UDL has its beginning in the universal design architectural movement which came out of “barrier free” movement. The term universal design was coined by Ronald Mace (North Carolina State University) in the 1960’s. Some examples of universal design are:
Smooth, ground level entrances without stairs
Lever handles for opening doors rather than twisting knobs
Universal Design for Learning was created by David H. Rose, Ed.D. of the Harvard Graduate School of Education and the Center for Applied Special Technology (CAST) in the 1990’s. UDL, based on research in neuroscience, uses three principles. These principles are to provide: 2
Multiple means of representation
Multiple means of action and expression
Multiple means of engagement
The three UDL principles are based on three learning networks. The three networks are recognition, strategic, and affective.
The recognition network deals with, “how we gather facts and categorize what we see, hear, and read.”
The strategic network deals with how we plan and perform tasks,” and “how we organize and express our ideas.”
The affective network deals with how, “learners get engaged and stay motivated.”
There are other uses of universal design in teaching and learning:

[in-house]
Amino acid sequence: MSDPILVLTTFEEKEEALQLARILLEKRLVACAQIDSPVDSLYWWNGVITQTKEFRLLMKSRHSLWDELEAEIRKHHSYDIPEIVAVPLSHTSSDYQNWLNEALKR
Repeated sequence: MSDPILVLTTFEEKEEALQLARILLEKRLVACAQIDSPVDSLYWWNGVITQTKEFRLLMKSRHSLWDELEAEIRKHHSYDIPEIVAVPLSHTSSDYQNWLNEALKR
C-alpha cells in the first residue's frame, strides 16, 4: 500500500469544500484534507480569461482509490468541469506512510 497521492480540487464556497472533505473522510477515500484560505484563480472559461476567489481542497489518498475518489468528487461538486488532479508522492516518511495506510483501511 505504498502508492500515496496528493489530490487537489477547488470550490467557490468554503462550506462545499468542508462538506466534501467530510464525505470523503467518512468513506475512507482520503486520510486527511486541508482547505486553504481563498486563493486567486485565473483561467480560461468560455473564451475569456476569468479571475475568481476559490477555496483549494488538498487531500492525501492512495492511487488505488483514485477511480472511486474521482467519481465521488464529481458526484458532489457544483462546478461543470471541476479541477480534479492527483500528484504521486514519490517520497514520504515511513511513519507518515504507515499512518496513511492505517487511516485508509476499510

UD for Instruction (UDforI)
UD of Instruction (UDI)
While similar, they are not the same as universal design for learning. UDL is distinctly focused on the student experience and attending to varied ways students may approach a learning experience.
Two common ideas and terms withing the UDL framework are the ‘myth of the average‘ or ‘learner variability.’ These terms point to the idea that students vary (in strengths, background, experience, perspective, and many more) from context to context, and from day to day.
UDL is meant to address this variability by providing as many on-ramps to the course material as possible, and as many means for the students to demonstrate what they have learned. You may be saying, “Well isn’t this just differentiated instruction?” One analogy in, Design & Deliver: Planning and Teaching Using UDL3, by Loui Lord Nelson, compares differentiated instruction to creating single meals for each student while UDL is a buffet. The buffet allows each person to choose those things that the like and that work best for them.
Here is a link to the guidelines. The way that this chart is organized is by principle. Under each principle are three guidelines. Each guideline then has a few supporting checkpoints. Each of the checkpoints in this chart are linked to further explanation. The three levels on the left-hand side, access, build, and internalize, speak to increasing levels of engagement of students with the learning materials. The checkpoints are what we use to identify the specific strategies we will employ as we design a specific learning experience. I have attached PDF copies in the “resources” section of the guidelines and the graphic organizer to this post.
Let’s dig a little deeper into the checkpoints to see how we might apply them. Some examples are below.
1 – Provide options for perception.